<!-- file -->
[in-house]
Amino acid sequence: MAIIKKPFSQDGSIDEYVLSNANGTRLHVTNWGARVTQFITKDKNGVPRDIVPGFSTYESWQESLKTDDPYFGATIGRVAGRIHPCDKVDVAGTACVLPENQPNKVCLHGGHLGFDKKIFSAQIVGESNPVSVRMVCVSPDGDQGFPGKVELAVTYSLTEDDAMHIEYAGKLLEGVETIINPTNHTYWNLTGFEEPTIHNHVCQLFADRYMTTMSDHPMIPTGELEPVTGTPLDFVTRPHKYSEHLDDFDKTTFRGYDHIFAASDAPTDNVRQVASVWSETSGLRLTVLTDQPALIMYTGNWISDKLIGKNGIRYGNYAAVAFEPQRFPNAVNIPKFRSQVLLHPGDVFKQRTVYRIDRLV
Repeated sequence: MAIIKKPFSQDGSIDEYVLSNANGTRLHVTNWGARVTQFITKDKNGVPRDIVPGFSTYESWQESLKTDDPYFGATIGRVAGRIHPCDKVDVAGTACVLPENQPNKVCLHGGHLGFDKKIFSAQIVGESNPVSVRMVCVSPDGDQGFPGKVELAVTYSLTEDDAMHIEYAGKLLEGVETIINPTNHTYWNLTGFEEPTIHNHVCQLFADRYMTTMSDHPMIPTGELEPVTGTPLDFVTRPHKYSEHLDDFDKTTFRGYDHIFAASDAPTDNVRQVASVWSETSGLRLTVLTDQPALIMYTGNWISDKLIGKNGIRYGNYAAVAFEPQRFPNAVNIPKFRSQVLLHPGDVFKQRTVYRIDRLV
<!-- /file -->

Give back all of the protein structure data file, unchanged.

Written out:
[in-house]
Amino acid sequence: MAIIKKPFSQDGSIDEYVLSNANGTRLHVTNWGARVTQFITKDKNGVPRDIVPGFSTYESWQESLKTDDPYFGATIGRVAGRIHPCDKVDVAGTACVLPENQPNKVCLHGGHLGFDKKIFSAQIVGESNPVSVRMVCVSPDGDQGFPGKVELAVTYSLTEDDAMHIEYAGKLLEGVETIINPTNHTYWNLTGFEEPTIHNHVCQLFADRYMTTMSDHPMIPTGELEPVTGTPLDFVTRPHKYSEHLDDFDKTTFRGYDHIFAASDAPTDNVRQVASVWSETSGLRLTVLTDQPALIMYTGNWISDKLIGKNGIRYGNYAAVAFEPQRFPNAVNIPKFRSQVLLHPGDVFKQRTVYRIDRLV
Repeated sequence: MAIIKKPFSQDGSIDEYVLSNANGTRLHVTNWGARVTQFITKDKNGVPRDIVPGFSTYESWQESLKTDDPYFGATIGRVAGRIHPCDKVDVAGTACVLPENQPNKVCLHGGHLGFDKKIFSAQIVGESNPVSVRMVCVSPDGDQGFPGKVELAVTYSLTEDDAMHIEYAGKLLEGVETIINPTNHTYWNLTGFEEPTIHNHVCQLFADRYMTTMSDHPMIPTGELEPVTGTPLDFVTRPHKYSEHLDDFDKTTFRGYDHIFAASDAPTDNVRQVASVWSETSGLRLTVLTDQPALIMYTGNWISDKLIGKNGIRYGNYAAVAFEPQRFPNAVNIPKFRSQVLLHPGDVFKQRTVYRIDRLV